In doing research for this publication, we are constantly amazed at the veiled propaganda being shilled by otherwise respectable pubs.
Some are reliably against, and others are reliably pro. Some can't seem to make up their minds (or are they, like us, they're just posting content as fast as they can, and acting "agnostic" when it comes to point of view)?
The Sacramento Bee got into our bonnet today, for an article published months earlier. The delay doesn't change our headline, though - or theirs: "Recreational marijuana is legal in California, but stoned driving is still hard to detect".
You wouldn't know it by the headline, but this article is about a 22-year old man from Hayward, CA, who was so drunk that he crashed his car into a California Highway Patrol vehicle.
An officer inside the vehicle, with a wife and three children at home, died in the crash. It was Christmas eve.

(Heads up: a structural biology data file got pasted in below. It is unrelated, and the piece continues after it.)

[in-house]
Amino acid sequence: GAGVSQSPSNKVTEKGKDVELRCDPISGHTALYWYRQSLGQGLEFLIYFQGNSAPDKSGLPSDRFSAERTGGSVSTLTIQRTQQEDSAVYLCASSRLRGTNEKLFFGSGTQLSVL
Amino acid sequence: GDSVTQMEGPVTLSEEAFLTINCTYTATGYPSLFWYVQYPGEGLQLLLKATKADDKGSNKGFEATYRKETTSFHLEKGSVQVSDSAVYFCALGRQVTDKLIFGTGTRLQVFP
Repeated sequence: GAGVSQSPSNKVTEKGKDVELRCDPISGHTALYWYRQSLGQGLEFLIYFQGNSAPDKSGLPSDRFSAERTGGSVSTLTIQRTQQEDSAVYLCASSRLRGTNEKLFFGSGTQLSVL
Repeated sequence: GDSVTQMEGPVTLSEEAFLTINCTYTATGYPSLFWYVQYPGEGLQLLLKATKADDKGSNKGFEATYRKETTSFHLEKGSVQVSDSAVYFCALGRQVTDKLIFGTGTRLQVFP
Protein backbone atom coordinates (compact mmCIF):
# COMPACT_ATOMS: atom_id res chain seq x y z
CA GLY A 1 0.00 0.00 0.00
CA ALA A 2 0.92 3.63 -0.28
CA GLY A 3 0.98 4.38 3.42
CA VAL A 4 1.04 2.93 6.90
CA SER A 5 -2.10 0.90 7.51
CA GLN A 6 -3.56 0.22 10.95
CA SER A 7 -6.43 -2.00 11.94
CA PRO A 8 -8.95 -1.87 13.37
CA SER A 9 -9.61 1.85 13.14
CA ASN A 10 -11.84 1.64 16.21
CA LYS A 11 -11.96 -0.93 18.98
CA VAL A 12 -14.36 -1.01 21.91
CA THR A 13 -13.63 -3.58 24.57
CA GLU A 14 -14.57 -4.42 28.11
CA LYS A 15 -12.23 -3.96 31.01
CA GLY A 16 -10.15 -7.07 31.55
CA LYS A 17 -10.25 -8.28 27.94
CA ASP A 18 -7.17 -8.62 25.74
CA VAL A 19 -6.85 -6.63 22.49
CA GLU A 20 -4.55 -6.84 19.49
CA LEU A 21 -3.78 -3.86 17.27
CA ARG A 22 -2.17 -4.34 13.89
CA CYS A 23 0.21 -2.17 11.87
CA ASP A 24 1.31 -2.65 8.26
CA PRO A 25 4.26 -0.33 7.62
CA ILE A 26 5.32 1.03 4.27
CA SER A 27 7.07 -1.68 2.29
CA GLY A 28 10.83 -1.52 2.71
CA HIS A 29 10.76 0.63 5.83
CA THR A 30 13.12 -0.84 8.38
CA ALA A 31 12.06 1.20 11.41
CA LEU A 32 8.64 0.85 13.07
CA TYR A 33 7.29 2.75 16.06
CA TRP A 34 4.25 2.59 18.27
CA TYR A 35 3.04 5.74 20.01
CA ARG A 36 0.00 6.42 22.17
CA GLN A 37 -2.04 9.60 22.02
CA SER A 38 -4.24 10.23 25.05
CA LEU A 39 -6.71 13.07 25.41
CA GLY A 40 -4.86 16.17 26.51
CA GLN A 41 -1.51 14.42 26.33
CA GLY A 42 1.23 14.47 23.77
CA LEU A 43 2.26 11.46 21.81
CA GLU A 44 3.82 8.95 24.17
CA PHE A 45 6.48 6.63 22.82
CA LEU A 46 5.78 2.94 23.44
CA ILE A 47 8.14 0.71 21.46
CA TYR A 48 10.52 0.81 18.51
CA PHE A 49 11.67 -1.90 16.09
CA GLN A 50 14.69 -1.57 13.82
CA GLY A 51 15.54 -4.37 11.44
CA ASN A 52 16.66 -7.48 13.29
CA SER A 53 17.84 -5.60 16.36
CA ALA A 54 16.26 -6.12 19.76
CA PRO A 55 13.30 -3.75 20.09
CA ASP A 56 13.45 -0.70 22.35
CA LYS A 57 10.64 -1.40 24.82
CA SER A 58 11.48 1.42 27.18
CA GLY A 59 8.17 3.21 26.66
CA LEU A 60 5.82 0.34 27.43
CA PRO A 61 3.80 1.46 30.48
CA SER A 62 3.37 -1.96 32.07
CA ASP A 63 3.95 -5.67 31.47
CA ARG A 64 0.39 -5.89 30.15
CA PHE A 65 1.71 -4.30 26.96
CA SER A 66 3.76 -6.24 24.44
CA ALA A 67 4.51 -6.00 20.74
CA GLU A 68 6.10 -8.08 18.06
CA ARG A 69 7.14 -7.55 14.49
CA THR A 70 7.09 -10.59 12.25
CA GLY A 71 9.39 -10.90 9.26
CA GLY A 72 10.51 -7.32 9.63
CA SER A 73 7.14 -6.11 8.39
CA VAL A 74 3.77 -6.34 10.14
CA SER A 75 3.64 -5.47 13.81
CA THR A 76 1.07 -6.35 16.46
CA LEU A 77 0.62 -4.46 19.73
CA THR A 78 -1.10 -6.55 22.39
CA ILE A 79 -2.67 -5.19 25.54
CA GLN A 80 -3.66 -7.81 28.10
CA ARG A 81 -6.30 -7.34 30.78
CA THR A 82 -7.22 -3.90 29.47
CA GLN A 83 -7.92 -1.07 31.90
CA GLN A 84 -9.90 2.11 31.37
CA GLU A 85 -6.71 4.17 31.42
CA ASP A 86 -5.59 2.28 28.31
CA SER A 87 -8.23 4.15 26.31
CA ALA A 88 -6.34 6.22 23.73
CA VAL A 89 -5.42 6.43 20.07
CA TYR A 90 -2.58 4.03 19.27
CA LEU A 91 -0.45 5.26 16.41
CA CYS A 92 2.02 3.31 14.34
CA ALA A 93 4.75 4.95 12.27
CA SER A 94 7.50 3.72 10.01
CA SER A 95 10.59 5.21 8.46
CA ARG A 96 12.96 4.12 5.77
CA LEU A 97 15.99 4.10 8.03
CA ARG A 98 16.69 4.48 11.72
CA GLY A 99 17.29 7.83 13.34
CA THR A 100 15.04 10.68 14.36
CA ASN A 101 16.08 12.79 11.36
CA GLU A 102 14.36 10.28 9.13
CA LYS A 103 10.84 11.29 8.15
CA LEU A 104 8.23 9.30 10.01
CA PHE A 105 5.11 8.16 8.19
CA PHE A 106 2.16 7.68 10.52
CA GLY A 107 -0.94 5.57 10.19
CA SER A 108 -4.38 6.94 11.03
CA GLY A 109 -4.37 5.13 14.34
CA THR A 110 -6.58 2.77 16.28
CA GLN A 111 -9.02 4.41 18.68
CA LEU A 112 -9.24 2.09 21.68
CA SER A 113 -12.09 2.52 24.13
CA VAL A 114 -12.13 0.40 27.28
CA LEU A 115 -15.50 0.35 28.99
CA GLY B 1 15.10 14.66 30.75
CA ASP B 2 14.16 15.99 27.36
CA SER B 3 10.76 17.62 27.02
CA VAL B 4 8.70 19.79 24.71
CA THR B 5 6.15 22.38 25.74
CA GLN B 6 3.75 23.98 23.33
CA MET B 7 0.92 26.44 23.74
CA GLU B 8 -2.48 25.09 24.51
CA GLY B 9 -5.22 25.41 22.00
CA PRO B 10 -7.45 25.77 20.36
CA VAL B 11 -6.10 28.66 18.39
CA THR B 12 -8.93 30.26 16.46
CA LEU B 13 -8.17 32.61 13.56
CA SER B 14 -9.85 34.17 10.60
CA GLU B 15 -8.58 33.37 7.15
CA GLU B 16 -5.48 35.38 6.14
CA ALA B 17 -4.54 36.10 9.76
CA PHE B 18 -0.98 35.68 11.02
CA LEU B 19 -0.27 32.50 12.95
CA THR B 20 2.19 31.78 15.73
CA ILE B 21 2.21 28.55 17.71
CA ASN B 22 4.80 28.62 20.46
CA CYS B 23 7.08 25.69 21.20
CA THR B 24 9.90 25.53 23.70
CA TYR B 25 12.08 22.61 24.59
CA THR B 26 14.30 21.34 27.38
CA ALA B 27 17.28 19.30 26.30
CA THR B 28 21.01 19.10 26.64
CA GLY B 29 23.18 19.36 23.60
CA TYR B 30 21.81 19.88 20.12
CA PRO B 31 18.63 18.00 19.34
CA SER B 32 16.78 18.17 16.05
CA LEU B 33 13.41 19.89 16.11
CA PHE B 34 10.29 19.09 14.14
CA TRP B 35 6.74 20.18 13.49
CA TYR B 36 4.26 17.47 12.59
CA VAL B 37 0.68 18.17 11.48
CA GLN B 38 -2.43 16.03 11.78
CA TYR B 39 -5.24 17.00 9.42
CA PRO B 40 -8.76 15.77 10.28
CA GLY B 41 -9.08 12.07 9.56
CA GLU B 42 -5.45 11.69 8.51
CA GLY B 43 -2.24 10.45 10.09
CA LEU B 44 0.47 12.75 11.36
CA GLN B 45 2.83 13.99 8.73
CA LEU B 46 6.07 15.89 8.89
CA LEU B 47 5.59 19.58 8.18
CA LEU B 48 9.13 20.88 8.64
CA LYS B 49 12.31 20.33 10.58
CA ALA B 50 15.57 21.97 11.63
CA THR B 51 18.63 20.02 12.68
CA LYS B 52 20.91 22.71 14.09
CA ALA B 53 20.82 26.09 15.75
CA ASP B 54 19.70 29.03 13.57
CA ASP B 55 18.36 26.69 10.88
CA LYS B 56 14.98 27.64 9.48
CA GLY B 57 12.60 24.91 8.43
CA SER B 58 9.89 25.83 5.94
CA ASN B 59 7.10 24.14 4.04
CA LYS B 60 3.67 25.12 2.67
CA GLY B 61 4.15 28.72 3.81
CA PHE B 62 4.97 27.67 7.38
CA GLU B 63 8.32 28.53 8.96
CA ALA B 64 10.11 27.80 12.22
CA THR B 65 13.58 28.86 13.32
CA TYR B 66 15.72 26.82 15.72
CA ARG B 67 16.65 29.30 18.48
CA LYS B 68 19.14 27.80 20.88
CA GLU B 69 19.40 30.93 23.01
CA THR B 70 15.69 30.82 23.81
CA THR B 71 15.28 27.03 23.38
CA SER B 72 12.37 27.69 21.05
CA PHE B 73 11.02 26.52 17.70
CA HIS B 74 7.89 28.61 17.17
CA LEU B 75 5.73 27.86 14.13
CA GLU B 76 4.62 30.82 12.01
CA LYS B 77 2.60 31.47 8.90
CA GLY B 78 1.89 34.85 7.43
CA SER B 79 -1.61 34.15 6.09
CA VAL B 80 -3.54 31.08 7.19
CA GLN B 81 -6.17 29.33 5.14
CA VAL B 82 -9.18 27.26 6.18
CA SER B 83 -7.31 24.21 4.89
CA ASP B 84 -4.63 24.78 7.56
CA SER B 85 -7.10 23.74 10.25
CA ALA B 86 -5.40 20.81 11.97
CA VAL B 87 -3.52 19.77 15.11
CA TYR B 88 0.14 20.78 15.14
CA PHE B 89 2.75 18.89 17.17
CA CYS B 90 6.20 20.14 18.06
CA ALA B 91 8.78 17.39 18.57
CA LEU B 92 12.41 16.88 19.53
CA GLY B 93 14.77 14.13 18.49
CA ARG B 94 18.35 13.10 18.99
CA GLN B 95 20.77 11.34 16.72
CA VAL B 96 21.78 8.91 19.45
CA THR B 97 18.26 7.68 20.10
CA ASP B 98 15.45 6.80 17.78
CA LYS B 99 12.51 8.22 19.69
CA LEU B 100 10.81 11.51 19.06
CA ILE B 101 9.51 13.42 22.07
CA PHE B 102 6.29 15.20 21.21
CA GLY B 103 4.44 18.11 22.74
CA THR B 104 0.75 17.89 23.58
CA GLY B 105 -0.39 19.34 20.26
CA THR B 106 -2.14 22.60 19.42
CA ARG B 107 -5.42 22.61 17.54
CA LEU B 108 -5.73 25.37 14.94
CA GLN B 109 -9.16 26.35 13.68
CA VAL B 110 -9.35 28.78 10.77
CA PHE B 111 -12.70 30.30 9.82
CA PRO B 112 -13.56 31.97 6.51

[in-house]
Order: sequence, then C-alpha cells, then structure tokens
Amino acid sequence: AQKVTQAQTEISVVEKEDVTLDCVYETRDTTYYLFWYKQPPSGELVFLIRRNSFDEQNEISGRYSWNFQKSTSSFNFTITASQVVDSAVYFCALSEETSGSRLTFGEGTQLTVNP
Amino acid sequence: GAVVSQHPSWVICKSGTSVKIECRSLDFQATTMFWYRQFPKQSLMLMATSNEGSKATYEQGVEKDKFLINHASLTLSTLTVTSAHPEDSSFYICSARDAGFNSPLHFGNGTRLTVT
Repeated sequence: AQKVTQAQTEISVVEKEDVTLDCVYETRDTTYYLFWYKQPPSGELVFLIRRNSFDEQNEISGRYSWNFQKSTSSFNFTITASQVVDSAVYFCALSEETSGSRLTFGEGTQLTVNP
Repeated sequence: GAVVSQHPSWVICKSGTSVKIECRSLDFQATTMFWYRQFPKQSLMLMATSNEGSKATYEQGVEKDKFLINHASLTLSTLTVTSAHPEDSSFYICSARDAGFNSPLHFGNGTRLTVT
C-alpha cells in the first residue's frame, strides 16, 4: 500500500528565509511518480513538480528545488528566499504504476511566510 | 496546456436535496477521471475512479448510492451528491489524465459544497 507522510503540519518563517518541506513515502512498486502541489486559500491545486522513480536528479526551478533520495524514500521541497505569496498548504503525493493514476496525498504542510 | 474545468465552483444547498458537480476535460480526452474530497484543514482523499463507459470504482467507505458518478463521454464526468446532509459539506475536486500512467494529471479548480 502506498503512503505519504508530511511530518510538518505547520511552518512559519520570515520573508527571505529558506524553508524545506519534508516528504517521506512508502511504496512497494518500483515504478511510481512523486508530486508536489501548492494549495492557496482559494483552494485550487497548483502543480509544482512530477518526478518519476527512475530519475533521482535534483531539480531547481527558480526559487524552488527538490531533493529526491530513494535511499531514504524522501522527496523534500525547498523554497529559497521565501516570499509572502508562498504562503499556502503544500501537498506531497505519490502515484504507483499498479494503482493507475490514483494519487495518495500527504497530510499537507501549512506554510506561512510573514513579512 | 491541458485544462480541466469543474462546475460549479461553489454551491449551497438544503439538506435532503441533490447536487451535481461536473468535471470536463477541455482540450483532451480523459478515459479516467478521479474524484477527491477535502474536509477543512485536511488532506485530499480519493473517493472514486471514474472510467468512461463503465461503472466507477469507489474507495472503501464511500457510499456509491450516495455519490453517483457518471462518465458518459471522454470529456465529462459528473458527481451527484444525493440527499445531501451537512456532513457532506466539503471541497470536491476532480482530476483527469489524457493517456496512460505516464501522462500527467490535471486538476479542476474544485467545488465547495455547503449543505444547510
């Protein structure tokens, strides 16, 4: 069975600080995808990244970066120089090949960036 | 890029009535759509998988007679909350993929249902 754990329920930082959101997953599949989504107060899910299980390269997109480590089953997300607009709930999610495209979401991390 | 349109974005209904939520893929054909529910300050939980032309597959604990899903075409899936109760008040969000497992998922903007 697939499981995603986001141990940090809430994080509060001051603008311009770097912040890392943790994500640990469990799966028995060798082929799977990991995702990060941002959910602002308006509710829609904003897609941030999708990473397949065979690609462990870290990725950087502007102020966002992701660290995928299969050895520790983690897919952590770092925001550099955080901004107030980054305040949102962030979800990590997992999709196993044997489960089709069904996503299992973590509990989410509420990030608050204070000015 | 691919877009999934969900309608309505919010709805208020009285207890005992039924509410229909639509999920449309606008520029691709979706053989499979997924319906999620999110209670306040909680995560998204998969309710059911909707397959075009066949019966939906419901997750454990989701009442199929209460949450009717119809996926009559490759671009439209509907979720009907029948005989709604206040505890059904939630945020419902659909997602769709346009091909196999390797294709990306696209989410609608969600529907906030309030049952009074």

The driver had a blood-alcohol level of .11, which is above the legal limit of .08, and also claims to have gotten high at a Christmas party.
Though the driver was so measurably drunk that he crashed his car and killed police officer and a father of three children, the Sacramento Bee uses this tragedy as an excuse to write about how there are no reliable blood tests for driving stoned.
We think the Bee can do better.
One might think the CHP might have lobbied for this approach. Nah.
The article quotes the Governors Highway Safety Association, an organization one would not normally associate with any defense of cannabis, is quoted as saying that laws based on THC limits... "imply a relation between drug concentrations and impairment. The scientific consensus is that the evidence to establish these relations does not exist."
"The National Highway Traffic Safety Administration and transportation associations have reached a similar conclusion about laws based on THC limits."
Image source: Motion Array